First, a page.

Sept. 21, 2006 -- The University of Virginia, a national leader in alcohol and substance abuse education, announced today the establishment of the National Social Norms Institute to conduct ongoing research into the effectiveness of social norms methodology to combat high-risk drinking among students and has received a $2.5 million gift from the Anheuser-Busch Companies to help fund the project.
The presence of the independent institute at U.Va. will permit the University to build on its national leadership role in alcohol and substance abuse education through ongoing research and the dissemination of best practices for prevention of alcohol misuse programs at U.S. colleges and universities.
“We are grateful for this gift from Anheuser-Busch and for the opportunity to establish the National Social Norms Institute at the University,” said U.Va. President John T. Casteen III, who has been recognized as a national leader in educating students about alcohol use and abuse. “As part of a comprehensive education program, the social norms approach has shown promise in shaping young people’s attitudes about alcohol. Our goal in this work is to protect students from harm and to encourage behavior that will enable them to reach their full potential.”
Social norms is an area of research in the social sciences that focuses on the impact of norms on people’s attitudes and behaviors. Utilizing a variety of techniques, the social norms approach offers the potential to achieve large-scale, positive behavior change and harm reduction by communicating to students the true responsible behavior of their peers. The goal is to get students to emulate the positive behavior of the vast majority of students.
“We salute the University’s leadership role in developing a highly effective social norms marketing initiative that has shown significant declines in abusive college drinking at U.Va.,” said Francine Katz, vice president for communications and consumer affairs at Anheuser-Busch Companies, Inc., St. Louis. “This grant and the establishment of the National Social Norms Institute will allow U.Va. to take an even more prominent role in helping college students on campuses nationwide stay safe.”
A growing body of evidence suggests that providing information to students about accurate drinking norms is associated with decreased drinking on campus. Annual surveys conducted among U.Va. undergraduates over the past five years show decreases in several alcohol-related negative consequences since the advent of the social norms marketing campaign and other programs at U.Va. These decreases include fewer injuries related to alcohol consumption, fewer students driving under the influence of alcohol and fewer students engaging in unprotected sex.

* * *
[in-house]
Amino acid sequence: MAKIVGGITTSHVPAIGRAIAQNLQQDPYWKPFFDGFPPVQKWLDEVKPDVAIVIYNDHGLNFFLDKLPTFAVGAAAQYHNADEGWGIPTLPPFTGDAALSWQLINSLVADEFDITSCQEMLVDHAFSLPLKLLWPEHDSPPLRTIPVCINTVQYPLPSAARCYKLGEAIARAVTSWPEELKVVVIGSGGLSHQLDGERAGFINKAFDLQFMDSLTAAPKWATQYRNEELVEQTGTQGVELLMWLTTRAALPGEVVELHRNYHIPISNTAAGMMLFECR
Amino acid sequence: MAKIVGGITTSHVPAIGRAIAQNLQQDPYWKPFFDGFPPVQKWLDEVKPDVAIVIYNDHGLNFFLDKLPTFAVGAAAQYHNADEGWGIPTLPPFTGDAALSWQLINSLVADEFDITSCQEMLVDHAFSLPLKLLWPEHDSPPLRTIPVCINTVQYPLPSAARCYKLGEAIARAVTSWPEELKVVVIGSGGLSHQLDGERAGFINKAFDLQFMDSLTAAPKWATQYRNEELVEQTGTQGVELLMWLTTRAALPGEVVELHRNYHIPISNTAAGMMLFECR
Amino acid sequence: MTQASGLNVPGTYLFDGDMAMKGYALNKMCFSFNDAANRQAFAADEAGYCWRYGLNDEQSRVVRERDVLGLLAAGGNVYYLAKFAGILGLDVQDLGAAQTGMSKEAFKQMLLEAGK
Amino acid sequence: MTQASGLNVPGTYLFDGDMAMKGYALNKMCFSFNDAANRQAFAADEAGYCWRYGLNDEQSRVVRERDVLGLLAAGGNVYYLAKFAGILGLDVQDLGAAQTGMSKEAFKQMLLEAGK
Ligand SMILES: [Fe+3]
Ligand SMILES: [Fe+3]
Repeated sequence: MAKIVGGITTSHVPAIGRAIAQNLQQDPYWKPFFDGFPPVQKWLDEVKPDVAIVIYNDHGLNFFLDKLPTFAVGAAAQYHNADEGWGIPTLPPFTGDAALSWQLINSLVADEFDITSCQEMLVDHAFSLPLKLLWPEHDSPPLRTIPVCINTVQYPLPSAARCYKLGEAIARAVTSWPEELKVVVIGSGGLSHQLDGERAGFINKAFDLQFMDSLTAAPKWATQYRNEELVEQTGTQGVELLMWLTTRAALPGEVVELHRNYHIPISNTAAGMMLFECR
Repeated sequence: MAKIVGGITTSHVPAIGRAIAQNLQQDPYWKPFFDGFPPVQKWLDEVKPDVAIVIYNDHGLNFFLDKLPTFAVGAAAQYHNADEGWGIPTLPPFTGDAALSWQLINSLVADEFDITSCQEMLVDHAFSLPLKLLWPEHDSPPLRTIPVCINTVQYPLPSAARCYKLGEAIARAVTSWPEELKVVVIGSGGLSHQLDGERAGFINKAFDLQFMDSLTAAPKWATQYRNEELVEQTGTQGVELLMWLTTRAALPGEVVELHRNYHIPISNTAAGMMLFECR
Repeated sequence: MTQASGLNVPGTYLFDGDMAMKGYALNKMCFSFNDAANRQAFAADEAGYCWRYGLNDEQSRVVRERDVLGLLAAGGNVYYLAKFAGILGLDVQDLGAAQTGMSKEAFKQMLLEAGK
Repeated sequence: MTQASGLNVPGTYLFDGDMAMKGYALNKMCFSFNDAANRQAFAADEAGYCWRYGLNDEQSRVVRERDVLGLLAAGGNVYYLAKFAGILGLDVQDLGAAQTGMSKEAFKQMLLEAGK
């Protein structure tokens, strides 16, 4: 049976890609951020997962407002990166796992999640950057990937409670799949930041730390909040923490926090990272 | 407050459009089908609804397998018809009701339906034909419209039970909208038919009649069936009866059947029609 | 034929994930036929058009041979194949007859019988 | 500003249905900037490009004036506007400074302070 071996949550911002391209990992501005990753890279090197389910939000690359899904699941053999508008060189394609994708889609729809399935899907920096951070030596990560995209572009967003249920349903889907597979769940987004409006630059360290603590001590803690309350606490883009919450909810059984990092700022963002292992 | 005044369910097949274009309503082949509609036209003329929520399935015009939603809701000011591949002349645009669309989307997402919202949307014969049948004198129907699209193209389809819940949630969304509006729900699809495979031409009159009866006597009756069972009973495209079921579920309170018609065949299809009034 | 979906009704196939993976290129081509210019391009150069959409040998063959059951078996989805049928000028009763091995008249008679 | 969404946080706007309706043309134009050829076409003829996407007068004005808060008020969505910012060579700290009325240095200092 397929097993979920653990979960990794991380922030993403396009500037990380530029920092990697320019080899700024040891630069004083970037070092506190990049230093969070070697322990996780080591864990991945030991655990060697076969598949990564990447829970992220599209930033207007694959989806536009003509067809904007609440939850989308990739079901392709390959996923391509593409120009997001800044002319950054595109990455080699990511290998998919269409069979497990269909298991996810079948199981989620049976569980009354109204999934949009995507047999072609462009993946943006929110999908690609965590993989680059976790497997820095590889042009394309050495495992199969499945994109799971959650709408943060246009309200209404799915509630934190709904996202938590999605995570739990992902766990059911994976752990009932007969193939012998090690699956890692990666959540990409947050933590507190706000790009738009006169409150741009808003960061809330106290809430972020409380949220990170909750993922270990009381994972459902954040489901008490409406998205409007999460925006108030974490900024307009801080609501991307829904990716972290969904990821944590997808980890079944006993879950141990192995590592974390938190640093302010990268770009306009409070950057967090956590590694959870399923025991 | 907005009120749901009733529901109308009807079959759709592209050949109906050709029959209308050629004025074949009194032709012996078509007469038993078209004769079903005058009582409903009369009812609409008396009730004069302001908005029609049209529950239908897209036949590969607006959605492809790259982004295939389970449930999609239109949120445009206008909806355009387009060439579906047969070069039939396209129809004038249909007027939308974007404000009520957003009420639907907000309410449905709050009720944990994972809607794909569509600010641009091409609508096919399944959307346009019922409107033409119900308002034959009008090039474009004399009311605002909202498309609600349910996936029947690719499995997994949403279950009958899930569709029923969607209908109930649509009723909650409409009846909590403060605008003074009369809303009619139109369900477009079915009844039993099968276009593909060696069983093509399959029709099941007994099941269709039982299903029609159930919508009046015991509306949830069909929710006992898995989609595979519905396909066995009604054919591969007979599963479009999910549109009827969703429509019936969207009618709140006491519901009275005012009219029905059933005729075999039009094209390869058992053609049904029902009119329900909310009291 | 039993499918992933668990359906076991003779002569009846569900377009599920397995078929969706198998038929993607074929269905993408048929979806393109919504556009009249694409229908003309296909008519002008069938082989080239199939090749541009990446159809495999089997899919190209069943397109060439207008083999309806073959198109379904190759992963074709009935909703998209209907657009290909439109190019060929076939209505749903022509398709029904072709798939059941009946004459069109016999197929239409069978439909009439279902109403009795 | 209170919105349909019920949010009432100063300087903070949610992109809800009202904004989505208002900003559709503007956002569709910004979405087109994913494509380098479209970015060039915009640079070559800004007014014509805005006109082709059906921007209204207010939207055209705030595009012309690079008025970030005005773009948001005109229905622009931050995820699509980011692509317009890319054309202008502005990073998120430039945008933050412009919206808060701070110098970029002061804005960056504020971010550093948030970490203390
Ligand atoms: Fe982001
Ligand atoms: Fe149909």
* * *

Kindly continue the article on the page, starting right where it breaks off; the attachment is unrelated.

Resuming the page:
In addition, the U.Va. surveys show an increase in the number of students not experiencing any of 10 serious alcohol-related consequences. Data also indicate that the University’s use of targeted social norms messages has been effective in correcting students’ misperceptions about their peers’ drinking behavior.
The institute will continue to gather data on the effectiveness of social norms marketing and will work closely with five other universities currently funded by Anheuser-Busch in that process. In addition to U.Va., the five universities include Georgetown University, Michigan State University, Florida State University, California State at Fresno and Virginia Commonwealth University.
James C. Turner, M.D., executive director of U.Va.’s Department of Student Health who will take the leadership role at the institute, has long been committed to social norms marketing as an effective means of preventing undergraduate alcohol abuse. In 1998, his department led the implementation of a social norms marketing campaign at U.Va. Turner’s published research on alcohol-related emergency room visits and the risks associated with blood alcohol concentration have been integrated into the University’s social norms educational programs. Since 1999, with the support of $600,000 from Anheuser-Busch, U.Va. has added social norms marketing programs to its portfolio of education programs for students.
The University’s Center for Alcohol and Substance Education (CASE) has concurrently developed educational programs integrating the social norms approach.
“I am honored that the University of Virginia and Anheuser-Busch have the confidence in our existing program to offer us this greatly expanded opportunity for research and education in this area,” Turner said. “The institute will give my staff and me an opportunity to better understand the intricacies of the social norms approach and to lead the way in helping other colleges and universities adopt their own programs. I believe we have made a big difference in the lives of thousands of U.Va. students over the last six years.”
Since 1982, Anheuser-Busch has invested more than $535 million in national advertising campaigns and community-based programs to promote responsible drinking and prevent all forms of alcohol abuse, including underage drinking and drunk driving. Anheuser-Busch ranked first in the beverage industry for social responsibility in Fortune magazine’s 2006 ranking of “America’s Most Admired Companies” and “Global Most Admired Companies.”
For more information on U.Va.’s social norms marketing campaign, please visit http://www.virginia.edu/studenthealth/hp/norms/index.html. For more information on the National Social Norms Institute, please contact James C. Turner, M.D., executive director of U.Va.’s Department of Student Health, at (434) 924-2670 or jct4w@Virginia.edu.